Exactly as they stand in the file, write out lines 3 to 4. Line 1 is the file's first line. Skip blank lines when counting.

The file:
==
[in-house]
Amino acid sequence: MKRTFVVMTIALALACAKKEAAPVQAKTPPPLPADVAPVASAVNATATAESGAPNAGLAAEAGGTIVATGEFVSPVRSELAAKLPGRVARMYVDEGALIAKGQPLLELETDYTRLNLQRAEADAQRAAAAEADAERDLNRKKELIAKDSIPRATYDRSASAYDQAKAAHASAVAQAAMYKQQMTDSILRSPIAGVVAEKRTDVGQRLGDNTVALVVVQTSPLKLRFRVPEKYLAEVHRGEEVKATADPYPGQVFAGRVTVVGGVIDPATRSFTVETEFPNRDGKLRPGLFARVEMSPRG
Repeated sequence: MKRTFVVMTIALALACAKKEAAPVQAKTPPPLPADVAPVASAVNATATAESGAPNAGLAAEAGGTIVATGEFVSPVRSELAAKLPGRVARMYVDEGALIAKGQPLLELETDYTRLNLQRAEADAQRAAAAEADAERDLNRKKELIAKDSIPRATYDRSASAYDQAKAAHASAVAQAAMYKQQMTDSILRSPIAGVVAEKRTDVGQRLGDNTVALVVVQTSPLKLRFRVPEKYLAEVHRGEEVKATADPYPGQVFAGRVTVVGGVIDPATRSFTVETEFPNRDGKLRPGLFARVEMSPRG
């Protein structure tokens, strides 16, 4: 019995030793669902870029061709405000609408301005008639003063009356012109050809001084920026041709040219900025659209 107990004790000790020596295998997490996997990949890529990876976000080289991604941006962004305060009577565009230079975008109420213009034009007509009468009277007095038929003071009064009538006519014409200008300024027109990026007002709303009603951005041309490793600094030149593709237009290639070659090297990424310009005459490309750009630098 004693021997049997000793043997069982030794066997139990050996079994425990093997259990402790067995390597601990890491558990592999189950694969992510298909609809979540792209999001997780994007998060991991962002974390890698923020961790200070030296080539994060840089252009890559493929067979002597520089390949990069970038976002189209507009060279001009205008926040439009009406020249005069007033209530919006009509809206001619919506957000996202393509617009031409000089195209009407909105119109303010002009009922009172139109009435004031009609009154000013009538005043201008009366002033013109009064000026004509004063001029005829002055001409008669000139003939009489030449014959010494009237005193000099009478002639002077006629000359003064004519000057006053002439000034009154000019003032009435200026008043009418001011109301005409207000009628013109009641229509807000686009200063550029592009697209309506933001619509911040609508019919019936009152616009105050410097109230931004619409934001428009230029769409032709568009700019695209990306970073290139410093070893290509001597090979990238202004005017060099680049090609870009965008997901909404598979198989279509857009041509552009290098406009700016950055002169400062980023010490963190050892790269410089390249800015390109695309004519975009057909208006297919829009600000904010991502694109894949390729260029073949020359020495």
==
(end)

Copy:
Repeated sequence: MKRTFVVMTIALALACAKKEAAPVQAKTPPPLPADVAPVASAVNATATAESGAPNAGLAAEAGGTIVATGEFVSPVRSELAAKLPGRVARMYVDEGALIAKGQPLLELETDYTRLNLQRAEADAQRAAAAEADAERDLNRKKELIAKDSIPRATYDRSASAYDQAKAAHASAVAQAAMYKQQMTDSILRSPIAGVVAEKRTDVGQRLGDNTVALVVVQTSPLKLRFRVPEKYLAEVHRGEEVKATADPYPGQVFAGRVTVVGGVIDPATRSFTVETEFPNRDGKLRPGLFARVEMSPRG
């Protein structure tokens, strides 16, 4: 019995030793669902870029061709405000609408301005008639003063009356012109050809001084920026041709040219900025659209 107990004790000790020596295998997490996997990949890529990876976000080289991604941006962004305060009577565009230079975008109420213009034009007509009468009277007095038929003071009064009538006519014409200008300024027109990026007002709303009603951005041309490793600094030149593709237009290639070659090297990424310009005459490309750009630098 004693021997049997000793043997069982030794066997139990050996079994425990093997259990402790067995390597601990890491558990592999189950694969992510298909609809979540792209999001997780994007998060991991962002974390890698923020961790200070030296080539994060840089252009890559493929067979002597520089390949990069970038976002189209507009060279001009205008926040439009009406020249005069007033209530919006009509809206001619919506957000996202393509617009031409000089195209009407909105119109303010002009009922009172139109009435004031009609009154000013009538005043201008009366002033013109009064000026004509004063001029005829002055001409008669000139003939009489030449014959010494009237005193000099009478002639002077006629000359003064004519000057006053002439000034009154000019003032009435200026008043009418001011109301005409207000009628013109009641229509807000686009200063550029592009697209309506933001619509911040609508019919019936009152616009105050410097109230931004619409934001428009230029769409032709568009700019695209990306970073290139410093070893290509001597090979990238202004005017060099680049090609870009965008997901909404598979198989279509857009041509552009290098406009700016950055002169400062980023010490963190050892790269410089390249800015390109695309004519975009057909208006297919829009600000904010991502694109894949390729260029073949020359020495």